Under the Rudd government’s new test system, a large percentage of each school’s final ranking will be determined by the students’ NAPLAN results. Yet this method of evaluation has been endowed with a prominence out of all proportion to the information that standardised tests can legitimately provide. For instance, last year’s Year 9 NAPLAN test for numeracy covered an exceedingly wide range of topics including algebra, proportion, ratio, geometry, probability, graphs, and percentages. A sweeping assessment across such a broad range of subject matter is likely to provide results that are, at best, tenuous.
Standardised tests, with their associated time constraints, lend themselves to a definite type of questioning. In the 2008 maths test, students confronted 32 questions, which had to be answered within 40 minutes. At least 13 questions required specialised knowledge of formulae, procedures, or definitions. Many students struggled to finish their test papers on time. The emphasis placed on test outcomes means that rapid work based on cramming, rather than reflection at a deeper level, is being rewarded.
Fears of a return to “the three Rs” are widespread. English teachers point to the many NAPLAN test questions on spelling and punctuation. A recent letter to the Age newspaper from Karen Dreher, a teacher with expertise in literacy education, argued the following: “With a bias towards written skills, the NAP literacy test seems to offer a narrow idea of literacy, with limited consideration of higher order thinking skills. The focus seems to be on mechanics more than meaning and comprehension”.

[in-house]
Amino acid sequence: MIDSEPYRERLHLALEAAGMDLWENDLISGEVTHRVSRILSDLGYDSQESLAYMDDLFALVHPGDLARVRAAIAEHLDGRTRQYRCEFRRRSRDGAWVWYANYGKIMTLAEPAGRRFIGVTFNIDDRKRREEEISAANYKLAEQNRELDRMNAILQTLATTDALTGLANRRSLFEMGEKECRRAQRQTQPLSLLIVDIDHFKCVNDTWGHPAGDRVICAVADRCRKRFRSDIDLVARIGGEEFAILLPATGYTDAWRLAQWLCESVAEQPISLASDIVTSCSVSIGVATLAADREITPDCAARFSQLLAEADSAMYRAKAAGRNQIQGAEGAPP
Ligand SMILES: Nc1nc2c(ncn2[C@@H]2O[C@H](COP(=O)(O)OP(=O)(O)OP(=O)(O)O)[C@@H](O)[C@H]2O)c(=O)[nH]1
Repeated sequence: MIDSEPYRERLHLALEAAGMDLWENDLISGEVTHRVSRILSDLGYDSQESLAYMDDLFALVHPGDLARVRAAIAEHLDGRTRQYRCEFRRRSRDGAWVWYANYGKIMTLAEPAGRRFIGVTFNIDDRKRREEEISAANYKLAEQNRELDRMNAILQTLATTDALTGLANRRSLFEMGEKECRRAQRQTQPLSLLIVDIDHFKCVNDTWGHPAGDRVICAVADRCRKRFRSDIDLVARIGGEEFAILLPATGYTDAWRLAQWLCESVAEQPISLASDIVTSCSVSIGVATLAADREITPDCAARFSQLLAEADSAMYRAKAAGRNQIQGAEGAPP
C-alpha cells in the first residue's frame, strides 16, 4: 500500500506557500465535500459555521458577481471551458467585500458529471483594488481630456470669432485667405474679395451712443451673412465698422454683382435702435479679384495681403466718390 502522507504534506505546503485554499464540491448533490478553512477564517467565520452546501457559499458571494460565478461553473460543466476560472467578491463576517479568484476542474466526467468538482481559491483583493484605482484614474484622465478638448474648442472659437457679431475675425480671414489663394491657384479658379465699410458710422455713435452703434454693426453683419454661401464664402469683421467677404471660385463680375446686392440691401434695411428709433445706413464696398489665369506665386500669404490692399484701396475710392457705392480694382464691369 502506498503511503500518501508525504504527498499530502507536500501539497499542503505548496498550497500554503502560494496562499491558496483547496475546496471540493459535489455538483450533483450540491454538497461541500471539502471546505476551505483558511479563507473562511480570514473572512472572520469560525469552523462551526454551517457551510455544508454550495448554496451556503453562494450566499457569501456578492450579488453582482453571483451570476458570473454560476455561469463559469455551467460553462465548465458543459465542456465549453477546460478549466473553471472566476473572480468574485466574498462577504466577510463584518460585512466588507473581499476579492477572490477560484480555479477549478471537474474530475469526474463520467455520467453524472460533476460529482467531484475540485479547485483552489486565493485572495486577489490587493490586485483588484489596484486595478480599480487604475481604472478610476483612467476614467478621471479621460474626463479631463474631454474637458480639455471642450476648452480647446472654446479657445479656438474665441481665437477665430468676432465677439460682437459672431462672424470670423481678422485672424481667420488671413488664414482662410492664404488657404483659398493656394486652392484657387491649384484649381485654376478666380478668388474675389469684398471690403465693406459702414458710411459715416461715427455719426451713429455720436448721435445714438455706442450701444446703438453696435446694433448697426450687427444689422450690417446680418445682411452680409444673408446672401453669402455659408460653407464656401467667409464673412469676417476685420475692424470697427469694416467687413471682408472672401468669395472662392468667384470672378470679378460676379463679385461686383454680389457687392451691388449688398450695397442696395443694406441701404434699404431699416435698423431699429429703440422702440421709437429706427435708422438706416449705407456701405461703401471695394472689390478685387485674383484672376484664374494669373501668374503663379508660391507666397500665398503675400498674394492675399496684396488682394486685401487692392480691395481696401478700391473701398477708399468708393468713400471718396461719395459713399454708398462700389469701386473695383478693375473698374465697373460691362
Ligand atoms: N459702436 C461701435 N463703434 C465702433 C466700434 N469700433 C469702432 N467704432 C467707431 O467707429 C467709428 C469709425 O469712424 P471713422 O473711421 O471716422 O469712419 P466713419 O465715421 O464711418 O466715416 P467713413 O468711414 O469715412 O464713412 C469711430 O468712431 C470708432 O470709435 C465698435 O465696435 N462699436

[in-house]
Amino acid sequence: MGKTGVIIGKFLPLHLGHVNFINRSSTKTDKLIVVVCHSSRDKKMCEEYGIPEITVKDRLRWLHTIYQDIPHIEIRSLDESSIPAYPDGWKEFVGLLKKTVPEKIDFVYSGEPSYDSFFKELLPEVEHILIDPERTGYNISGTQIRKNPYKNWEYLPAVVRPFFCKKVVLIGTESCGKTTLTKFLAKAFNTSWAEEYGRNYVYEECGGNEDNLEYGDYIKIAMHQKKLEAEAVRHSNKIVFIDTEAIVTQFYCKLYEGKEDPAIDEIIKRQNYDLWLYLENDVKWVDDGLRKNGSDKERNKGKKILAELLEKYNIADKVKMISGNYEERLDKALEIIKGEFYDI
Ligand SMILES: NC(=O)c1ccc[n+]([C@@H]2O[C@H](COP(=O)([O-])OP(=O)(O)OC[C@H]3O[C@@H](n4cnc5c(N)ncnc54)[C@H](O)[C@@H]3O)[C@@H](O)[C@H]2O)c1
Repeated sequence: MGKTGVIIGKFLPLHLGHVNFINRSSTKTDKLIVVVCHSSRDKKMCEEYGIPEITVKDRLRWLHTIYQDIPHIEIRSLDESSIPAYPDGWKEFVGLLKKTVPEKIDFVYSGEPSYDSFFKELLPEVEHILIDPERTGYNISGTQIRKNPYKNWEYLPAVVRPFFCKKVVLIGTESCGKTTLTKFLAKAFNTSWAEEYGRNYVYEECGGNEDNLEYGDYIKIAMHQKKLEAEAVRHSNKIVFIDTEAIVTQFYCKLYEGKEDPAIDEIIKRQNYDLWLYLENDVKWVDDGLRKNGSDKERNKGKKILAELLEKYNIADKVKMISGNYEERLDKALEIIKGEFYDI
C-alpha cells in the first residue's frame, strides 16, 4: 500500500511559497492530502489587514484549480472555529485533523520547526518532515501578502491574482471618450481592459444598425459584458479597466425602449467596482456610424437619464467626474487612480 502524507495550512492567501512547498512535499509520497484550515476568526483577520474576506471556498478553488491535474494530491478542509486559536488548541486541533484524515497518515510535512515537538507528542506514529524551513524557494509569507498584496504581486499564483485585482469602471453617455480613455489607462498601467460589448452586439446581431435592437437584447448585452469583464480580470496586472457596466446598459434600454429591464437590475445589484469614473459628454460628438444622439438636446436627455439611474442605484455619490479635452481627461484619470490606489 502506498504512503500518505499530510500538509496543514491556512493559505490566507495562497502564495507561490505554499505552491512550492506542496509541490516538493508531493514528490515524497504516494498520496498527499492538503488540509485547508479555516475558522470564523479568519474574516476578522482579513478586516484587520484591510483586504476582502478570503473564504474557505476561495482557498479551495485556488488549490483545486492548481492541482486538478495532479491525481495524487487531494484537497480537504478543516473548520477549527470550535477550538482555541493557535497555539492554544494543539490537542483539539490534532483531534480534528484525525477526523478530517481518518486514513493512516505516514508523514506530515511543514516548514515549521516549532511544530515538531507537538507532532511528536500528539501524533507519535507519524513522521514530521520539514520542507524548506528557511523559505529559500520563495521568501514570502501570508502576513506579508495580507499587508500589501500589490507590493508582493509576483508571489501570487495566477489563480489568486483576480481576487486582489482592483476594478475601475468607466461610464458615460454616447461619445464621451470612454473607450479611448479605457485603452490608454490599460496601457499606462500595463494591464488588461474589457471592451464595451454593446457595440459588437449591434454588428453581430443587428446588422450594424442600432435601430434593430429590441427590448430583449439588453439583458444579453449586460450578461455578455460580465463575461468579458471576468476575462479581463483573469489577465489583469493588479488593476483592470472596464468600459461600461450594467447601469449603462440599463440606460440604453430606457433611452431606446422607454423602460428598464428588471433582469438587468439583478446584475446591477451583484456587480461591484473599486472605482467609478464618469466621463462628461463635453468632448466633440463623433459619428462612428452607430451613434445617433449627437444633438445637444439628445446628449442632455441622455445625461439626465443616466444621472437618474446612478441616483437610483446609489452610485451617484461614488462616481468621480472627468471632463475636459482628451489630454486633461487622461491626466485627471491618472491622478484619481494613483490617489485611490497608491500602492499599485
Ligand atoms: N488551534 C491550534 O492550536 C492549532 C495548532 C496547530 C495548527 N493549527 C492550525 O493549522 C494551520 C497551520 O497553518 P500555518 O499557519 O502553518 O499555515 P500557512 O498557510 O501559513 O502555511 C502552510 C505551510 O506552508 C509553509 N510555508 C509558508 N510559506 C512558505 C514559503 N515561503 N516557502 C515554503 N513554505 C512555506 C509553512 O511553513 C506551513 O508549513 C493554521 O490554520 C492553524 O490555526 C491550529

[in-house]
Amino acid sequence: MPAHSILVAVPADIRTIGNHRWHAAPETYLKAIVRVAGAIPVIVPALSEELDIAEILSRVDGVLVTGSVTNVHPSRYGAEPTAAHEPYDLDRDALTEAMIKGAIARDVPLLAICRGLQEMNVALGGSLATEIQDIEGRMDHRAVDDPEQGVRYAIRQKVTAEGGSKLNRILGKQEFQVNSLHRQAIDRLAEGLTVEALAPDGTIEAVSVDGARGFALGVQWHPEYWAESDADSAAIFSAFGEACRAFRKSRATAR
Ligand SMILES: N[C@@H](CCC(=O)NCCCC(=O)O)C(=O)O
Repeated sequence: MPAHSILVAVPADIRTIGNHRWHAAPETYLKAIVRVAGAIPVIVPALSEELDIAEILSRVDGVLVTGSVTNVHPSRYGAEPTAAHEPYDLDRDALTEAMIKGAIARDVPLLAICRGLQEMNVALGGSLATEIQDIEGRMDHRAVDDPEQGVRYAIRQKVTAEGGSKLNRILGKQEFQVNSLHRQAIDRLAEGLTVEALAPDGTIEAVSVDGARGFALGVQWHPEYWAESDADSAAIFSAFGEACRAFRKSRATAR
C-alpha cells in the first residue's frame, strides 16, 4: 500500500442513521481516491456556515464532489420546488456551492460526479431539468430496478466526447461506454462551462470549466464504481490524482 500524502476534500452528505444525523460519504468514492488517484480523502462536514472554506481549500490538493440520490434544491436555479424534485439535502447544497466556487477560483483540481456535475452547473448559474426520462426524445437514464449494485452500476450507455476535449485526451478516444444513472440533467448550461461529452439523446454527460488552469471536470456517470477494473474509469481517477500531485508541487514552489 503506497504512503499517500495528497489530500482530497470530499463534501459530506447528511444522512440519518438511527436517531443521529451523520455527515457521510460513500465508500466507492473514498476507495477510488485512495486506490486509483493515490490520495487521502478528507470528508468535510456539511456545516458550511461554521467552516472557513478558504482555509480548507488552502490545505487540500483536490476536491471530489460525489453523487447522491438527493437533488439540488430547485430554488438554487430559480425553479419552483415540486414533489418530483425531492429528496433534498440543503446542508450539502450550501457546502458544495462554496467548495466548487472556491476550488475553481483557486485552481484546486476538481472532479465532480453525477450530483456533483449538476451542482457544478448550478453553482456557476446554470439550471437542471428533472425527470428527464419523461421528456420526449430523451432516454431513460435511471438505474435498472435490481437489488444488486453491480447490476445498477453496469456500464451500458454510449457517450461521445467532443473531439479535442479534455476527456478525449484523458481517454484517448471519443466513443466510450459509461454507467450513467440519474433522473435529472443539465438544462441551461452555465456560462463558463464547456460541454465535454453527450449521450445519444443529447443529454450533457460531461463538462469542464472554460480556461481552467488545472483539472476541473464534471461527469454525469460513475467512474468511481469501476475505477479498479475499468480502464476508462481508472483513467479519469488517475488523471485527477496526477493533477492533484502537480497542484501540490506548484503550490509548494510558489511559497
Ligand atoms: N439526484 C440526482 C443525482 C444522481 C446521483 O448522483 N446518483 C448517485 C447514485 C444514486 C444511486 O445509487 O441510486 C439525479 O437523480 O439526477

The Queensland branch of the Australian Literacy Educators’ Association has also raised objections: “We need to remember that, actually, the NAPLAN language conventions test doesn’t tell us much at all and it probably masks what may be a bigger problem: can students use a wide variety of language features in a range of contexts in order to achieve particular purposes and effects”.
There is no doubt that students need to be assessed by their teachers. But a diagnostic assessment, able to discover the strengths and weaknesses in a child’s development, takes far more time, and is only one aspect of a far broader process of educational growth. Standardised tests at best provide a snap-shot of basic skills, while providing no measure of the creativity, humour, initiative, imagination, determination, or other faculties critical to lifelong learning.
Many teachers warn that an emphasis on testing—and, inevitably, comparison—will have negative consequences, especially for students with learning difficulties or poor self-esteem. An experienced HSC English teacher pointed to questions from the 2008 Year 9 literacy test. “Some of these questions are aimed at sorting out high performers. For instance, a multiple choice question asks why a writer uses the ‘first person’. One option offers the following, that ‘first person’ is used to ‘employ figurative language to achieve the narrative’. This type of question intimidates many students, adversely affecting their results.”
“Bog standard comprehensives”